Can Representative Alexandria Ocasio-Cortez stop Mitch McConnell, the way she helped stop Joe Kennedy III?
For Democrats, it’s worth a try.
On Sunday, with Senator Chuck Schumer of New York standing beside her, the 30-year-old congresswoman known as AOC helped frame the only message with a chance of slowing down McConnell’s rush to confirm President Trump’s Supreme Court nominee. That would be fear of losing the unrestrained exercise of raw power that McConnell relishes as the Senate majority leader with a fellow Republican in the White House.
All our rights are on the line.— Alexandria Ocasio-Cortez (@AOC) September 21, 2020
To protect them, everyday people must mobilize in unprecedented ways to keep the SCOTUS vacancy open & win back the White House + Senate.
Meanwhile, the House & Senate must consider using every procedural tool available to buy the country time. https://t.co/z9aGIHTBCz
“We need to tell him that he [McConnell] is playing with fire,” said Ocasio-Cortez, who represents parts of the Bronx and Queens. “We need to make sure that this vacancy is protected, that our election continues, and that the American people have their say.”
Compare that to Joe Biden’s high-minded, but tepid, call for Senate Republicans to “uphold your constitutional duty, your conscience… Cool the flames that have been engulfing our country.” Please. Under Trump’s spell, Republicans worry not at all about constitutional duty or conscience. They will joyfully fan the flames, especially if it means sending another conservative justice to the Supreme Court.
It takes fire to fight fire. AOC used the one minute she had at last month’s Democratic National Convention to remind Democrats that they need the youth, passion, and progressive agenda she represents. That’s especially true after the death of Supreme Court Justice Ruth Bader Ginsburg and the battle over her replacement.
AOC recently proved her battle-readiness on behalf of Senator Edward J. Markey when she helped the 74-year-old incumbent defeat a Kennedy in Massachusetts. It helped that Markey cosponsored the Green New Deal with AOC, as well as embraced the fiery activism that goes with it. In return, he reaped the glamour and political heat of a campaign ad starring AOC.
”She’s remarkable," said Markey’s chief campaign adviser, John Walsh. “She’s a very clear communicator.” The Markey race, said Walsh, shows that voters will respond to a progressive agenda “if you organize and speak clearly to them.”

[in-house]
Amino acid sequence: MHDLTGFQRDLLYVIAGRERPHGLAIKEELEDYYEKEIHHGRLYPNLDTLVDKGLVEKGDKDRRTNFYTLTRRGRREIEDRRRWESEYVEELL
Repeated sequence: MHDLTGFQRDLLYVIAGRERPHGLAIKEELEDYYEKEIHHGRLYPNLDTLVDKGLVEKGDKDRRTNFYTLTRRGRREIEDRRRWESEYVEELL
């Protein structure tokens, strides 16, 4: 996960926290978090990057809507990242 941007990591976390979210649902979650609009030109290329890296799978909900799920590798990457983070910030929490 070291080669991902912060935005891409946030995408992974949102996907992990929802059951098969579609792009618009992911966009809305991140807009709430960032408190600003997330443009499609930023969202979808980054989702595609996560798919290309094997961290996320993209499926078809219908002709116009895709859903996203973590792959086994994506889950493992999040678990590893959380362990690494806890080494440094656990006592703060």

The country, of course, is not Massachusetts, and centrist Democrats have been wary of running a presidential campaign that takes its cue from a blue state primary fight. But Trump is already running against the “radical left," so why not harness the passion of that movement? As Walsh sees it, “We’re not playing bridge, we’re playing rugby, and it’s time we suit up for that game."
With Ginsburg’s death, the playing field didn’t just shift; it cratered. Democrats need to recognize that no matter what the polls say about the upcoming election, Republicans will do all they can to seize the moment and move the court ever more to the right. The first fight is to stop McConnell from confirming Trump’s nominee before Nov. 3.
To that end, McConnell will give cover to Senator Susan Collins of Maine, who is in danger of losing her seat, and let her put out a mixed message: Trump “has the constitutional authority to make a nomination,” and she has no objection to the Senate Judiciary Committee’s beginning the process of reviewing his nominee’s credentials. "But, I do not believe that the Senate should vote on the nominee prior to the election” and “the decision on a lifetime appointment to the Supreme Court should be made by the president who is elected on November 3.”
But to actually convince McConnell to hold off on action before Election Day? That will take more than polling that shows public opposition to ramming through Trump’s nominee. As Ocasio-Cortez said, it will take mobilization on “an unprecedented scale to ensure this vacancy is reserved for the next president.”
That’s not a call to violence, as much as Republicans try to spin it that way to voters. That’s a call to battle against Trump and his allies who are trying to turn back time and strip away civil rights and women’s rights. To win that battle, Biden and the Democrats need all the help they can get.